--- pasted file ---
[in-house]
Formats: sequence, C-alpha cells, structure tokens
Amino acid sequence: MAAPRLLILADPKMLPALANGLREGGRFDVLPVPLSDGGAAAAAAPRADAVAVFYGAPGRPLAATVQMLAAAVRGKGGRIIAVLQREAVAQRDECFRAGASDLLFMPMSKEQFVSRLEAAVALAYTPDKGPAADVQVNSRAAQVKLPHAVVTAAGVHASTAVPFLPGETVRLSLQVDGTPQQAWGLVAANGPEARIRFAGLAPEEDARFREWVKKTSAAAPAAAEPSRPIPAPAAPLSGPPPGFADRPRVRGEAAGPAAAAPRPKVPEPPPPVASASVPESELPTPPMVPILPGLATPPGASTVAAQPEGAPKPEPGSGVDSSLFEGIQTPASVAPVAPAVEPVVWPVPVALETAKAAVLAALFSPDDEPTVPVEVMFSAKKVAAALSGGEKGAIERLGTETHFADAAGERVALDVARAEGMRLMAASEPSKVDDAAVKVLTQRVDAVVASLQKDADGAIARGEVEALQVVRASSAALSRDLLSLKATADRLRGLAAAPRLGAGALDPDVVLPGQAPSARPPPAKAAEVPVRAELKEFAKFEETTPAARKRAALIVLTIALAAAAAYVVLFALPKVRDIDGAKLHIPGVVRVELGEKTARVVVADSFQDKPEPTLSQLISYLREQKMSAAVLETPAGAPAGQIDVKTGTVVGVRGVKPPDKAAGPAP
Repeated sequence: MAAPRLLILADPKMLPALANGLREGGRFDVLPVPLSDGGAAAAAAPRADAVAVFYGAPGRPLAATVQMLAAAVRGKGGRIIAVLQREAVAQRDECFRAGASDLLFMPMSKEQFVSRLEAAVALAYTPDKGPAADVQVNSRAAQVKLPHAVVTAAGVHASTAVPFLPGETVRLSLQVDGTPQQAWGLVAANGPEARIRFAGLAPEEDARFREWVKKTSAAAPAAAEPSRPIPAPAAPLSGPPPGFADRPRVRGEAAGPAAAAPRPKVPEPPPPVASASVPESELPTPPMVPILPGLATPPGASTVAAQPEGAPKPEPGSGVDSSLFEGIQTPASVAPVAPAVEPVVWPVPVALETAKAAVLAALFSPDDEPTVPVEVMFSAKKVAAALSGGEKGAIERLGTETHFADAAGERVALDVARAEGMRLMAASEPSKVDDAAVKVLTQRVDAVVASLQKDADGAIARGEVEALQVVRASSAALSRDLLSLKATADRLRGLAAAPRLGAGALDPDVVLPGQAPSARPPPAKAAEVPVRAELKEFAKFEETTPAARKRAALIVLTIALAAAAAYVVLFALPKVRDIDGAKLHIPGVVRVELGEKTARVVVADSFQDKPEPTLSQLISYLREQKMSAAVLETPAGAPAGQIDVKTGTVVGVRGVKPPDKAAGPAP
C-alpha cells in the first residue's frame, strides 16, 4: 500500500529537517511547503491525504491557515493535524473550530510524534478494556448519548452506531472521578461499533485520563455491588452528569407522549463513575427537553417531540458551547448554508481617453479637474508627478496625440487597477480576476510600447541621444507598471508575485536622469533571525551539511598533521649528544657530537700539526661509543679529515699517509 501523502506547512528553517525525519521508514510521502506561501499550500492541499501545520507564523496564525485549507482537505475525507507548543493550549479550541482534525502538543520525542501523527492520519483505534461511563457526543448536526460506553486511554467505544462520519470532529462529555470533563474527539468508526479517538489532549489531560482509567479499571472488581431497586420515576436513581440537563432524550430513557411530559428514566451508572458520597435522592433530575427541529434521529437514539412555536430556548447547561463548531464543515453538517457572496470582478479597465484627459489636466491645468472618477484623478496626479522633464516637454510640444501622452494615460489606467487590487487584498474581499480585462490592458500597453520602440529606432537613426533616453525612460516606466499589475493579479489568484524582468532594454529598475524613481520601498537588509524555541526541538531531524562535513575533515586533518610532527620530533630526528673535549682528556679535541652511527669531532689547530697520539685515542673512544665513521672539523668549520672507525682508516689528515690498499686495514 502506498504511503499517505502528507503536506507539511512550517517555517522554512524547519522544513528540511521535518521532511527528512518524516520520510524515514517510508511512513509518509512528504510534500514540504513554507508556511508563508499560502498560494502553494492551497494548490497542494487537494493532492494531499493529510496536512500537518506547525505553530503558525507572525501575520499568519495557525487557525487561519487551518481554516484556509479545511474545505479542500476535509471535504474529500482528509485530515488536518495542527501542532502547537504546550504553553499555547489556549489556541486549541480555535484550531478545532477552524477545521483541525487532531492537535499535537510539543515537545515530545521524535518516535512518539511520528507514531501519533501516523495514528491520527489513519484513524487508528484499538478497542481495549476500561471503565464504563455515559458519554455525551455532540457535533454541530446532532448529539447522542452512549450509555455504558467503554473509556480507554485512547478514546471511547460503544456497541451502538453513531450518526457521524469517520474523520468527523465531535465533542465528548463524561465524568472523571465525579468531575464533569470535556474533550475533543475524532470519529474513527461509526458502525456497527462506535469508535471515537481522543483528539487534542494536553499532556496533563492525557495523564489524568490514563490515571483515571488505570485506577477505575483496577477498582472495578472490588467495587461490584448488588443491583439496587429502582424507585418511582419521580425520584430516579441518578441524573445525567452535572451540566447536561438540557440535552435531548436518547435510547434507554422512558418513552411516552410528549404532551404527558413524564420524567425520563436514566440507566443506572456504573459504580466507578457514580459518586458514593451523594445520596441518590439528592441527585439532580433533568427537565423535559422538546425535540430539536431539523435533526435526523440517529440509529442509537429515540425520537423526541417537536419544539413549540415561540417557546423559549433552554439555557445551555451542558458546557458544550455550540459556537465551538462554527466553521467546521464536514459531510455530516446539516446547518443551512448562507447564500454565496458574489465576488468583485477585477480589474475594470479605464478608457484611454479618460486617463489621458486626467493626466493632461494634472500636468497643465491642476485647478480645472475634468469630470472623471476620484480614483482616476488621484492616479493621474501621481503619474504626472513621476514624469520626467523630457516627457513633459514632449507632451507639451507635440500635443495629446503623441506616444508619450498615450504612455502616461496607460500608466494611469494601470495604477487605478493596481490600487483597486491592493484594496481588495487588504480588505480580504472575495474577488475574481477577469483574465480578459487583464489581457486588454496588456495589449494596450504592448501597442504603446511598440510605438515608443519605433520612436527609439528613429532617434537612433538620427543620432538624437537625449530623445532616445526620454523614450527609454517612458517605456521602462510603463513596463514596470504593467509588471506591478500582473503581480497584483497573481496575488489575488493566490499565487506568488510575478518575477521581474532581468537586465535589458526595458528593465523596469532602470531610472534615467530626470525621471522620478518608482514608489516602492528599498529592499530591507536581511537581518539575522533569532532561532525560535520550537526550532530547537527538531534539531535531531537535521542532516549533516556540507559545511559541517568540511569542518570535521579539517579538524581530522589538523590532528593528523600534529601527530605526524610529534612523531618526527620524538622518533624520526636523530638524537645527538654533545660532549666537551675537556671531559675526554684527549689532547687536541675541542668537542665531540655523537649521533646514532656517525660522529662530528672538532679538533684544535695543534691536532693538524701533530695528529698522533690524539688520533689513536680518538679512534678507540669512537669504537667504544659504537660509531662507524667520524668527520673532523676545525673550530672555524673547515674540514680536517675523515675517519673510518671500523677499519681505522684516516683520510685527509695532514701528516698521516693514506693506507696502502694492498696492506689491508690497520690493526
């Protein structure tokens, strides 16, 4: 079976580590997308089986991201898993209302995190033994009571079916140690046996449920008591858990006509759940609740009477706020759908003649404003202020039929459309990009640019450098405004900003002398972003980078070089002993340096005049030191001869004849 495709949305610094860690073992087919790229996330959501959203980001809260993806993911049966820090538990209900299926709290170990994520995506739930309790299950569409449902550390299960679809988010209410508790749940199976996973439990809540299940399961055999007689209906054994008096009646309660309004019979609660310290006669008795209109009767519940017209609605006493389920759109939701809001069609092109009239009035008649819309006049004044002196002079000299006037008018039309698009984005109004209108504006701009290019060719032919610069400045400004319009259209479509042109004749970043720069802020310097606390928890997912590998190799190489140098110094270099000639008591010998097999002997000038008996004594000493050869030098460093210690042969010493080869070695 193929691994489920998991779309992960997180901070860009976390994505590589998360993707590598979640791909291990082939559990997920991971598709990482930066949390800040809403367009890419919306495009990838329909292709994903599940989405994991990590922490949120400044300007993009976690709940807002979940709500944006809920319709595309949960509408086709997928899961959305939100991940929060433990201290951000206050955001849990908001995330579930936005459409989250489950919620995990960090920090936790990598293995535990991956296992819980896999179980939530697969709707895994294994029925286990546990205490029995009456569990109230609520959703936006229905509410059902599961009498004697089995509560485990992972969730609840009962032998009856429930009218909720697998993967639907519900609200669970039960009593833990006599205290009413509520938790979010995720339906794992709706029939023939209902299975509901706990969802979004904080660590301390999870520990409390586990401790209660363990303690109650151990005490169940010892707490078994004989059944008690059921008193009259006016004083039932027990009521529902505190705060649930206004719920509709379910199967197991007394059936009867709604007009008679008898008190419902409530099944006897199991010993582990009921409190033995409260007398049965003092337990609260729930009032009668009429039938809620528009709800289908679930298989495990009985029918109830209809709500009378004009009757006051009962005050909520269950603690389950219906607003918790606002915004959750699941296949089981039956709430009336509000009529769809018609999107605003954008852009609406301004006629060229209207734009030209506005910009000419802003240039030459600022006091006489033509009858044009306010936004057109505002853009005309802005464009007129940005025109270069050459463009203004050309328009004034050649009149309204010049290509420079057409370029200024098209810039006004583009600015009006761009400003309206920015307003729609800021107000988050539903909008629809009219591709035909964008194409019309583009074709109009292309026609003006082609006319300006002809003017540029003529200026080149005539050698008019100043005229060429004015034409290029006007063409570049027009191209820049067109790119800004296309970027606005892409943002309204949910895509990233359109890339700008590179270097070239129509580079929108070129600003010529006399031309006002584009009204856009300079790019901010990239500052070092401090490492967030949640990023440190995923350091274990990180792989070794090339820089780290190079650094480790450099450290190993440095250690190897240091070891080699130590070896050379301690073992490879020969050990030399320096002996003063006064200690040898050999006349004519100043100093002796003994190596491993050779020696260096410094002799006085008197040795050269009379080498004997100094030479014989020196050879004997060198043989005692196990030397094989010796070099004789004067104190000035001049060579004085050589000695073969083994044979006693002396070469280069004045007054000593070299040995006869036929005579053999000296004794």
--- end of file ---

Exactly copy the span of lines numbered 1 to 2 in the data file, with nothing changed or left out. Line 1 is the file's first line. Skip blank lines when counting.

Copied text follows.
[in-house]
Formats: sequence, C-alpha cells, structure tokens